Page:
proved, among other things, that atmosphere is one of the most important aspects in a horror title, trumping jumpy music, grotesque character designs and top-of-the-line graphics -- but now imagine Amnesia
's panicked, clammy tone coming from a game as dark and beautiful as Dear Esther
. Pure terror
This is what Amnesia
developer Frictional Games has charged Dear Esther
's thechineseroom with accomplishing in Amnesia: A Machine for Pigs
"The thing is, if we don't frighten people as much as the original, then we've failed," Dan Pinchbeck of thechineseroom told Gamasutra
. "But now we have to frighten people that know what to expect. The big design challenge is: How do we protect the things that make Amnesia great, and how do we evolve everything else to make a really fresh experience?"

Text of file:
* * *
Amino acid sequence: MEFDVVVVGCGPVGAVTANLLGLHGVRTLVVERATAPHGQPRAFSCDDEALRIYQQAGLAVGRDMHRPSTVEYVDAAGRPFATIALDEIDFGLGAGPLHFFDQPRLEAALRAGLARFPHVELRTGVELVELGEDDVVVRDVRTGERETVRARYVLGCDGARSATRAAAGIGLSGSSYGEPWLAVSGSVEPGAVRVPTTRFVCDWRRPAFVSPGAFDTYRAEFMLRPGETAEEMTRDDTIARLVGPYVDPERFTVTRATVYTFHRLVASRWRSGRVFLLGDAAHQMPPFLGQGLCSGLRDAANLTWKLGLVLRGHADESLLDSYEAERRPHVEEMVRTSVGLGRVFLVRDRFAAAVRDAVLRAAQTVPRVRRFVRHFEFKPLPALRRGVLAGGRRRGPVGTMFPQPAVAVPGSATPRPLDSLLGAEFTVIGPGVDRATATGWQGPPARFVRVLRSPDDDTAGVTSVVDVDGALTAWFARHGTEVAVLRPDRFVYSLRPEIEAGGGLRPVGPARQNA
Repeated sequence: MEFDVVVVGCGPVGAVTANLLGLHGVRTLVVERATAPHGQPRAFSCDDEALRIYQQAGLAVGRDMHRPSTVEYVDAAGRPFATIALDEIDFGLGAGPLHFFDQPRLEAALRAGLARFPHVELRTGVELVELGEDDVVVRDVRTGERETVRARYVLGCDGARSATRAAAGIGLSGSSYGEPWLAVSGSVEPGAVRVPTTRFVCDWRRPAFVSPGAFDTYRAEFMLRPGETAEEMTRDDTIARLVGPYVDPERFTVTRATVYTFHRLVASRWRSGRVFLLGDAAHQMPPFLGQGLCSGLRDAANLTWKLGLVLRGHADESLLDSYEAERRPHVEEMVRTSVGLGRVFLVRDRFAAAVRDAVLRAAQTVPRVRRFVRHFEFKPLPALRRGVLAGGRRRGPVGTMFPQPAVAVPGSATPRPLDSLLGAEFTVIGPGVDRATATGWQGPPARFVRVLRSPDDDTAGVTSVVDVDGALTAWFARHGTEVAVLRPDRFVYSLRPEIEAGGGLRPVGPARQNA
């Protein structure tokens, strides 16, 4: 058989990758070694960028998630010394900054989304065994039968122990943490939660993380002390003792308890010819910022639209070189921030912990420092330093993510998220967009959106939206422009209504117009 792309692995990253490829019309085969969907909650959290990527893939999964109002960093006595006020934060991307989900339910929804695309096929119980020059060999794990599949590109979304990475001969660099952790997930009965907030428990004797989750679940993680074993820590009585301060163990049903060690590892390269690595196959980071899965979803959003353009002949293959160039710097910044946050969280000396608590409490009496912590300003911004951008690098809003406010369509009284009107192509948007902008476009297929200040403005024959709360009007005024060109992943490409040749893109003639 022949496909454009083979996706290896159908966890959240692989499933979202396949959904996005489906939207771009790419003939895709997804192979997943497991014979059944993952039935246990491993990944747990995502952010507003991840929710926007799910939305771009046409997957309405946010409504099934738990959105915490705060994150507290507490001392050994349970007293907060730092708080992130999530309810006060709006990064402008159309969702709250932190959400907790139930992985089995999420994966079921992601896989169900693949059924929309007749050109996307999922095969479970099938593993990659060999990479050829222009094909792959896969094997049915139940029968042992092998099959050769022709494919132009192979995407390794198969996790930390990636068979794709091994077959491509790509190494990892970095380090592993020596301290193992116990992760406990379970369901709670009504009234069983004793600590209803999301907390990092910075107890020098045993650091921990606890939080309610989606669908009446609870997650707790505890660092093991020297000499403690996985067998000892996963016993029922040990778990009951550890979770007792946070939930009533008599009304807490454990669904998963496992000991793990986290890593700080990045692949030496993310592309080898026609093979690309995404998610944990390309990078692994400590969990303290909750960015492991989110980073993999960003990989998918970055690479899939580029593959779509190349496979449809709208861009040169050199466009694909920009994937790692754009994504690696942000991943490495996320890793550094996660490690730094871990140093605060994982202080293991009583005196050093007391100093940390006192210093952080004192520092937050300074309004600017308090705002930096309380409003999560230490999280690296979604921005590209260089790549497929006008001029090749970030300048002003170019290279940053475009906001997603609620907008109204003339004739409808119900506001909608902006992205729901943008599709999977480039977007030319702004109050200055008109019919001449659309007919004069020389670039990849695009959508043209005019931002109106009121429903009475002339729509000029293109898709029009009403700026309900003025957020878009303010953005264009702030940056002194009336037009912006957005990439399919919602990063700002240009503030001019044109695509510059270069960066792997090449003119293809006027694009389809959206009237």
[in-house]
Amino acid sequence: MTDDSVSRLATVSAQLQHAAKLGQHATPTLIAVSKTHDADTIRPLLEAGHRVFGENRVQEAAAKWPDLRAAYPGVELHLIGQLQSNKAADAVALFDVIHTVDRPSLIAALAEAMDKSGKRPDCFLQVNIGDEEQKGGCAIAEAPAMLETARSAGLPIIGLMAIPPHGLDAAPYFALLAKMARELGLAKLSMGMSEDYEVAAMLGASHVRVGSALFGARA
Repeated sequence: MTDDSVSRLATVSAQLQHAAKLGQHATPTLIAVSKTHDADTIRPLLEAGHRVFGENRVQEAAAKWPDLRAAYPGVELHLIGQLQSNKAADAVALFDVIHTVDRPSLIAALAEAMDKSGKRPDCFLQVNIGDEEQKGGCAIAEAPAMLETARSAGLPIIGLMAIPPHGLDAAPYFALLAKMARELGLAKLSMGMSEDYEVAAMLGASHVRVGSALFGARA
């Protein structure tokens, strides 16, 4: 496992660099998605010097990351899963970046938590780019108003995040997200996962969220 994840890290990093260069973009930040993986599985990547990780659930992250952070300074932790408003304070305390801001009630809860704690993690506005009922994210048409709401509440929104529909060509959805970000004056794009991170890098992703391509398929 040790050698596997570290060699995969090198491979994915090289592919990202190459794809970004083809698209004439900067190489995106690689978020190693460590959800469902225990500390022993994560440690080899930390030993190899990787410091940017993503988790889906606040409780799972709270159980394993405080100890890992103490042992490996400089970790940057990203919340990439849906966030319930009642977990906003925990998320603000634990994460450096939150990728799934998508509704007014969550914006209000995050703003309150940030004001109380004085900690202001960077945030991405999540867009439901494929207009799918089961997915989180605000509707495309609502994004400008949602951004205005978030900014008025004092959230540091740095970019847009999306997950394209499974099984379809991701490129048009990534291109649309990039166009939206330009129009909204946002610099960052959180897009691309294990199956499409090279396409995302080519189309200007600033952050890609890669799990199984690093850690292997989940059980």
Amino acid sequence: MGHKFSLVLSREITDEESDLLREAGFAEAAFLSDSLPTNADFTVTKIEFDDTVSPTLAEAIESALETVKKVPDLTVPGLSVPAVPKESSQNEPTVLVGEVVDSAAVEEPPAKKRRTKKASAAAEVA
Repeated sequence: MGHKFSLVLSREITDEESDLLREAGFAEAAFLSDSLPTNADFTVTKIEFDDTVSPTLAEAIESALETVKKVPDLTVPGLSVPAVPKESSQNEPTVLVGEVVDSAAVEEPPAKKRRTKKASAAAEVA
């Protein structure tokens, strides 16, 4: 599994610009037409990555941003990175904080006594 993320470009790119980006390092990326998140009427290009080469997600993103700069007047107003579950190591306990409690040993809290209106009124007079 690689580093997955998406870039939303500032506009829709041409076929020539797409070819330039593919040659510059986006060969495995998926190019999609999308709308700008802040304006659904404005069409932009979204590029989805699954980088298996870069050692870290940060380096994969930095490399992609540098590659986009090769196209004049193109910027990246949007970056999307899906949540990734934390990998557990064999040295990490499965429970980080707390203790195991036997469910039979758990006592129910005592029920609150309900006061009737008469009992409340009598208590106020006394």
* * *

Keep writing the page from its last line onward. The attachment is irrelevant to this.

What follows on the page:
Pinchbeck wants players to be reminded of the original Amnesia
with each shiver of fear, but to be so enthralled by the new, horrific world that it will feel as if "something has burrowed into your head and is just scratching its nails at you. But you're so hooked. Inside, you're peeling away like bodies from a pile and you just can't stop yourself," Pinchbeck said.
sounds like fun.